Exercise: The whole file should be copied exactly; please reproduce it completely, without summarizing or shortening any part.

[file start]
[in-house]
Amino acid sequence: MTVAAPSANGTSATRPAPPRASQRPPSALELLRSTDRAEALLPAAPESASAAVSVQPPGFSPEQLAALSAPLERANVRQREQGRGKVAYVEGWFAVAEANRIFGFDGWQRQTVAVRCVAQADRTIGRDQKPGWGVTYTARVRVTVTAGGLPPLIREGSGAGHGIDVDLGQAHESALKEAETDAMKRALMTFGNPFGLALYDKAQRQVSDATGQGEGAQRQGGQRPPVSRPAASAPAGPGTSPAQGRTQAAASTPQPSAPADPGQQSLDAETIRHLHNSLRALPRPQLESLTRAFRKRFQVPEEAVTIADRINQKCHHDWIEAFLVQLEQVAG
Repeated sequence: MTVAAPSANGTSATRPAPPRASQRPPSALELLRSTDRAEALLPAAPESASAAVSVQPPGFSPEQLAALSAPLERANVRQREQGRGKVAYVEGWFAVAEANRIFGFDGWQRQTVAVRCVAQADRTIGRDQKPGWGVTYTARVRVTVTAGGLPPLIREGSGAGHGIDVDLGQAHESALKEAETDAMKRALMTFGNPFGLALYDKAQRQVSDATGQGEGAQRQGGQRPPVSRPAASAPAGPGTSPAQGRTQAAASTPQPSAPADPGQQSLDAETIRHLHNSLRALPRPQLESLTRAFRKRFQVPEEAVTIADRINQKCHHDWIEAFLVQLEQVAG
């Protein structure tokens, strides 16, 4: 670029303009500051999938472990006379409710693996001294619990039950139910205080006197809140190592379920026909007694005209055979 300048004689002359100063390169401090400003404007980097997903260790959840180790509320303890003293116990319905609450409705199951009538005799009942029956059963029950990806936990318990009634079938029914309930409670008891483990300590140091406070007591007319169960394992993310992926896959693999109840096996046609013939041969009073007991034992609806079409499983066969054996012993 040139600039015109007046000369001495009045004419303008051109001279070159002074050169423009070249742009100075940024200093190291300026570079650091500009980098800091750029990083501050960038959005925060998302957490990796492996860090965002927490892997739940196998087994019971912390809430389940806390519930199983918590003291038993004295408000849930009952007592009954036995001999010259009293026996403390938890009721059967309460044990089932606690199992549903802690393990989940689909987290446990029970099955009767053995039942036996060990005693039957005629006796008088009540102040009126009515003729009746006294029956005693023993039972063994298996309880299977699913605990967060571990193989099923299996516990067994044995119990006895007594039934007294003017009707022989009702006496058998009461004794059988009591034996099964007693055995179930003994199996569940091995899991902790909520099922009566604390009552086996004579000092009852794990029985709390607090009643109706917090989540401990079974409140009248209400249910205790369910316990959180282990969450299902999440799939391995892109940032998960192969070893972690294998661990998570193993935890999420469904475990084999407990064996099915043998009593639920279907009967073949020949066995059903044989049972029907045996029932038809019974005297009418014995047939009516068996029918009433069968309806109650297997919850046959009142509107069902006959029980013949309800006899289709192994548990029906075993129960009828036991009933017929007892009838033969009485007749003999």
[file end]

[in-house]
Amino acid sequence: MTVAAPSANGTSATRPAPPRASQRPPSALELLRSTDRAEALLPAAPESASAAVSVQPPGFSPEQLAALSAPLERANVRQREQGRGKVAYVEGWFAVAEANRIFGFDGWQRQTVAVRCVAQADRTIGRDQKPGWGVTYTARVRVTVTAGGLPPLIREGSGAGHGIDVDLGQAHESALKEAETDAMKRALMTFGNPFGLALYDKAQRQVSDATGQGEGAQRQGGQRPPVSRPAASAPAGPGTSPAQGRTQAAASTPQPSAPADPGQQSLDAETIRHLHNSLRALPRPQLESLTRAFRKRFQVPEEAVTIADRINQKCHHDWIEAFLVQLEQVAG
Repeated sequence: MTVAAPSANGTSATRPAPPRASQRPPSALELLRSTDRAEALLPAAPESASAAVSVQPPGFSPEQLAALSAPLERANVRQREQGRGKVAYVEGWFAVAEANRIFGFDGWQRQTVAVRCVAQADRTIGRDQKPGWGVTYTARVRVTVTAGGLPPLIREGSGAGHGIDVDLGQAHESALKEAETDAMKRALMTFGNPFGLALYDKAQRQVSDATGQGEGAQRQGGQRPPVSRPAASAPAGPGTSPAQGRTQAAASTPQPSAPADPGQQSLDAETIRHLHNSLRALPRPQLESLTRAFRKRFQVPEEAVTIADRINQKCHHDWIEAFLVQLEQVAG
């Protein structure tokens, strides 16, 4: 670029303009500051999938472990006379409710693996001294619990039950139910205080006197809140190592379920026909007694005209055979 300048004689002359100063390169401090400003404007980097997903260790959840180790509320303890003293116990319905609450409705199951009538005799009942029956059963029950990806936990318990009634079938029914309930409670008891483990300590140091406070007591007319169960394992993310992926896959693999109840096996046609013939041969009073007991034992609806079409499983066969054996012993 040139600039015109007046000369001495009045004419303008051109001279070159002074050169423009070249742009100075940024200093190291300026570079650091500009980098800091750029990083501050960038959005925060998302957490990796492996860090965002927490892997739940196998087994019971912390809430389940806390519930199983918590003291038993004295408000849930009952007592009954036995001999010259009293026996403390938890009721059967309460044990089932606690199992549903802690393990989940689909987290446990029970099955009767053995039942036996060990005693039957005629006796008088009540102040009126009515003729009746006294029956005693023993039972063994298996309880299977699913605990967060571990193989099923299996516990067994044995119990006895007594039934007294003017009707022989009702006496058998009461004794059988009591034996099964007693055995179930003994199996569940091995899991902790909520099922009566604390009552086996004579000092009852794990029985709390607090009643109706917090989540401990079974409140009248209400249910205790369910316990959180282990969450299902999440799939391995892109940032998960192969070893972690294998661990998570193993935890999420469904475990084999407990064996099915043998009593639920279907009967073949020949066995059903044989049972029907045996029932038809019974005297009418014995047939009516068996029918009433069968309806109650297997919850046959009142509107069902006959029980013949309800006899289709192994548990029906075993129960009828036991009933017929007892009838033969009485007749003999």